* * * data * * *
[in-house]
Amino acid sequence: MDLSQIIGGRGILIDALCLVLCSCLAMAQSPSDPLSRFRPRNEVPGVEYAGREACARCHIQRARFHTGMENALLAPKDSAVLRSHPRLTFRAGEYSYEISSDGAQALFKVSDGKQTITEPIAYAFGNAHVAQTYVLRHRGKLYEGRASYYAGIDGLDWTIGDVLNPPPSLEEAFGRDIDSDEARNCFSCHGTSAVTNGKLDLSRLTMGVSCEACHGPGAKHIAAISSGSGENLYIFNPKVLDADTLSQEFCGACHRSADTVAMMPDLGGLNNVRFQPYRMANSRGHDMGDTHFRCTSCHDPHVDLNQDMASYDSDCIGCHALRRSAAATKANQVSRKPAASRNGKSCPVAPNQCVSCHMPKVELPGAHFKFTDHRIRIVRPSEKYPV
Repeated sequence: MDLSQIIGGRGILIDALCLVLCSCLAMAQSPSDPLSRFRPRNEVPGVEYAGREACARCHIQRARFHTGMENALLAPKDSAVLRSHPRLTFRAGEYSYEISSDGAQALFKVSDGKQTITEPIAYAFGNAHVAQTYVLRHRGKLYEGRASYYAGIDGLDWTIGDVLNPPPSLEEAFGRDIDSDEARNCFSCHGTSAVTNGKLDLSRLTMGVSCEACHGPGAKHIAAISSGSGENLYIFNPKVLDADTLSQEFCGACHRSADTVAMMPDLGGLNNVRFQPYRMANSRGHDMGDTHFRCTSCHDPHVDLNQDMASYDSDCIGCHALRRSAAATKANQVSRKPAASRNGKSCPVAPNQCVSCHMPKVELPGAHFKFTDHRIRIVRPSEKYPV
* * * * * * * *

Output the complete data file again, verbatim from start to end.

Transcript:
[in-house]
Amino acid sequence: MDLSQIIGGRGILIDALCLVLCSCLAMAQSPSDPLSRFRPRNEVPGVEYAGREACARCHIQRARFHTGMENALLAPKDSAVLRSHPRLTFRAGEYSYEISSDGAQALFKVSDGKQTITEPIAYAFGNAHVAQTYVLRHRGKLYEGRASYYAGIDGLDWTIGDVLNPPPSLEEAFGRDIDSDEARNCFSCHGTSAVTNGKLDLSRLTMGVSCEACHGPGAKHIAAISSGSGENLYIFNPKVLDADTLSQEFCGACHRSADTVAMMPDLGGLNNVRFQPYRMANSRGHDMGDTHFRCTSCHDPHVDLNQDMASYDSDCIGCHALRRSAAATKANQVSRKPAASRNGKSCPVAPNQCVSCHMPKVELPGAHFKFTDHRIRIVRPSEKYPV
Repeated sequence: MDLSQIIGGRGILIDALCLVLCSCLAMAQSPSDPLSRFRPRNEVPGVEYAGREACARCHIQRARFHTGMENALLAPKDSAVLRSHPRLTFRAGEYSYEISSDGAQALFKVSDGKQTITEPIAYAFGNAHVAQTYVLRHRGKLYEGRASYYAGIDGLDWTIGDVLNPPPSLEEAFGRDIDSDEARNCFSCHGTSAVTNGKLDLSRLTMGVSCEACHGPGAKHIAAISSGSGENLYIFNPKVLDADTLSQEFCGACHRSADTVAMMPDLGGLNNVRFQPYRMANSRGHDMGDTHFRCTSCHDPHVDLNQDMASYDSDCIGCHALRRSAAATKANQVSRKPAASRNGKSCPVAPNQCVSCHMPKVELPGAHFKFTDHRIRIVRPSEKYPV